I read on through a haze of dizziness and confusion and grief. The wind knocked out of my stomach like a kick in the gut feeling? The weak knees that buckled? The tears? The "nooooooo" that gasped from my mouth? If IC is not a real friend how do you explain all of that?

No. I've never shared a jumbo package of toilet paper from Costco with him or even gone to a concert with him. No. I've never met him in person. We've never taken a road trip or met for drinks after work. We've never even spoken to each other.

But. If we're not friends why did the news of his illness and the termination of treatment for it hurt me so badly? If he's just someone who reads my blog why am I worried about his wife and children? Why do I care? Only real friends have the capacity care with this depth.

I feel helpless because I am helpless. My friend is dying. There's nothing I or anyone else can do. It's "let go with dignity, peace and a steady drip of morphine" time.

He lives on the other side of the planet but even if he lived two miles away I would feel the same helplessness.

But it would certainly pose a new etiquette conundrum. As IC's wife said, we're in a new frontier of affection. What does one do at the death of a friend they've never met in person?

In this case logistics rule out any and all possibility of me racing to his deathbed or even the (gulp) funeral. (It took me four attempts over the span of an hour just to type that word. If he's not a real friend what is he and why am I feeling such grief?)

But if he lived locally, or within a time zone or two, would it make any difference?

Attending the funeral seems kind of insulting - the only time I "met" him in person was after he died? This takes "Too Late for Goodbyes" to a very different, far more complex level. It's too late for hellos.

After all these years (and he was there at the blog birth, so it's been a lot of years), now that he's dying, would I visit him or even speak to him on the phone before he dies?

If he wanted it, requested it, yes, I would. Of course. It wouldn't be easy for me and it would undoubtedly be weird or even awkward for both of us, but if he wanted to see or talk to me, yes, I would do it.

But he didn't even want me to know he was sick, let alone dying. So...I mean, you know, where do you go with that? Respect, dignity, silence = valor...it's been a huge emotional abyss for me. This is a new frontier.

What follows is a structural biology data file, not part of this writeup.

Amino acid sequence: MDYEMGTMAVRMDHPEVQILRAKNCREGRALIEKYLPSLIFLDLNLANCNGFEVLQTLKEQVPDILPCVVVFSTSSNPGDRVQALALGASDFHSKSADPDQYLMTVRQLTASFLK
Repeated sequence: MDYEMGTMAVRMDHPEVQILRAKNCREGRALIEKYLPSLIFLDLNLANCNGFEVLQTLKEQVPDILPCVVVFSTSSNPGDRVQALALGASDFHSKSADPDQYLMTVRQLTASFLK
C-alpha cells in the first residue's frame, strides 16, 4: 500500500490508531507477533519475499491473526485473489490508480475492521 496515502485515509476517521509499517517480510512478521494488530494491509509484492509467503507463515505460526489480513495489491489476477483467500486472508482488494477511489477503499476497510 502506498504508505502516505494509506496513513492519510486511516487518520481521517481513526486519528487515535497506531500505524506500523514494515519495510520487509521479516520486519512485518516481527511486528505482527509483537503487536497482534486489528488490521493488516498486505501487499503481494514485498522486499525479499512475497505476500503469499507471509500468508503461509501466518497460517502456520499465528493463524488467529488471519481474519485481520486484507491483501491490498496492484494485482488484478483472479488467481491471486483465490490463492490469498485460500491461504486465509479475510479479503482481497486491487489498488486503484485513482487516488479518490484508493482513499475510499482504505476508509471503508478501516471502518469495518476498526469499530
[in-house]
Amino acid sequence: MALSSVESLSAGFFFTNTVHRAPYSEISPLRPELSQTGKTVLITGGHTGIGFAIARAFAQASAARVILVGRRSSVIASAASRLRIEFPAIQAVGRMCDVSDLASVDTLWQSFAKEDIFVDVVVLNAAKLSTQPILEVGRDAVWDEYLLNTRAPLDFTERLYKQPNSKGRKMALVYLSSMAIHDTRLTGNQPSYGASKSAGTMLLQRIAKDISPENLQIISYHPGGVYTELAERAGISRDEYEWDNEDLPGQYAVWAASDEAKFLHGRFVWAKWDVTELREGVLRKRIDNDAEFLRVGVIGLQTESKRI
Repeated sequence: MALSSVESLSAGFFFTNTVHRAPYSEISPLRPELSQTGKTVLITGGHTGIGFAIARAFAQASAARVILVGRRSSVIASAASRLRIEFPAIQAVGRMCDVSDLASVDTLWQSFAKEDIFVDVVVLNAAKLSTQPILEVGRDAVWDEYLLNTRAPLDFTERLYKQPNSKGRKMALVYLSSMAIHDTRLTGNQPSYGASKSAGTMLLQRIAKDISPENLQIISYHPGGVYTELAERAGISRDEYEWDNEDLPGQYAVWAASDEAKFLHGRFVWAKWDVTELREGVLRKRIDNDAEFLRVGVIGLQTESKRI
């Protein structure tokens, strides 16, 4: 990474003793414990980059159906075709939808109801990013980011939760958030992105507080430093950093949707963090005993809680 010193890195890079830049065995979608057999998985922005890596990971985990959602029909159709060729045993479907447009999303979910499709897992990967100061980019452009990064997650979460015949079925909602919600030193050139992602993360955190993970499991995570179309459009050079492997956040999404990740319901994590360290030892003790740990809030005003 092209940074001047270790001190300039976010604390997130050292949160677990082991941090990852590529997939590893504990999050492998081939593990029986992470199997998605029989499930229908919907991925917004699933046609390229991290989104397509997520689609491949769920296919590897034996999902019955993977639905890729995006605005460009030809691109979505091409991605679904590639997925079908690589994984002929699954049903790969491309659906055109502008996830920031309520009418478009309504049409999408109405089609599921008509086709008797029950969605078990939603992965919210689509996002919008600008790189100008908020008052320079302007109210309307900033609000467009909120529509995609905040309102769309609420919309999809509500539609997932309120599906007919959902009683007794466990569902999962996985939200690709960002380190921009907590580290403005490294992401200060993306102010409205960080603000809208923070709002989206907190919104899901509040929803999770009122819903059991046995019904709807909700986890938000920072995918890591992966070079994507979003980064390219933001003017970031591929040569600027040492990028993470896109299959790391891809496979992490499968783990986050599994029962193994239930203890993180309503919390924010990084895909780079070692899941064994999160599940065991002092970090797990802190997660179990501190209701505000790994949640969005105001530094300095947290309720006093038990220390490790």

The dynamic of our relationship is such that it's wholly cerebral to the exclusion of the physical. Ours is an entirely communicative relationship. We know each others' vernacular, slang, turns of phrases...yet we've never heard the sound of each others' voices. Wrap your head around that for a moment and then ponder this: Are we friends? And, if so, does the nature of our friendship (wholly cerebral) preclude all sensory contact with each other? 

It was exactly that thought that I stumbled over while making my way from grief to the blog.

True affection isn't sensory. It's cerebral, cognitive. And the internet, for all it's maddening limitations and dangers, is the only conduit by which friendships can form, take root and flourish on a purely cerebral level. All of the physical is stripped away. Sure, we may communicate to evoke the physical, "I love that song!" "I saw the most gorgeous sunset!" "They boiled the flavor out of the carrots." "I've never felt anything so soft as the baby's skin!" "...but those diapers really stink at 2 AM" But ultimately these friendships are purely cerebral. And one could argue that if both parties are honest, sincere, open and willing this is the most pure form friendship. There's no physical detritus. Or judgment.

I was trying to think of a good Don Quixote quote for IC and soon realized how very quixotic I was being. And that produced choking sobs. Not a lot of people would get the joke within an allegory within an allusion the way IC would get it. That understanding, that friendship, is irreplaceable.


So I responded to his wife, thanked her for overriding IC's request to keep me in the dark, and among other things, asked her to tell him, "I tried to think of a good Don Quixote quote but fortunately I realized how quixotic that is and thought better of it. Ultimately all I feel, and all I want to say is thank you for being such a good friend. The music is sometimes questionable, the insights are often obtuse, but the laughs are always out loud."

Last night I received another email "from" IC. His wife said he chastised her for telling me he was ill, but he wanted me to know he laughed when she read my email to him.

She also told me he died peacefully listening to the Clash a few nights ago.

If he's not a real friend why is my heart broken?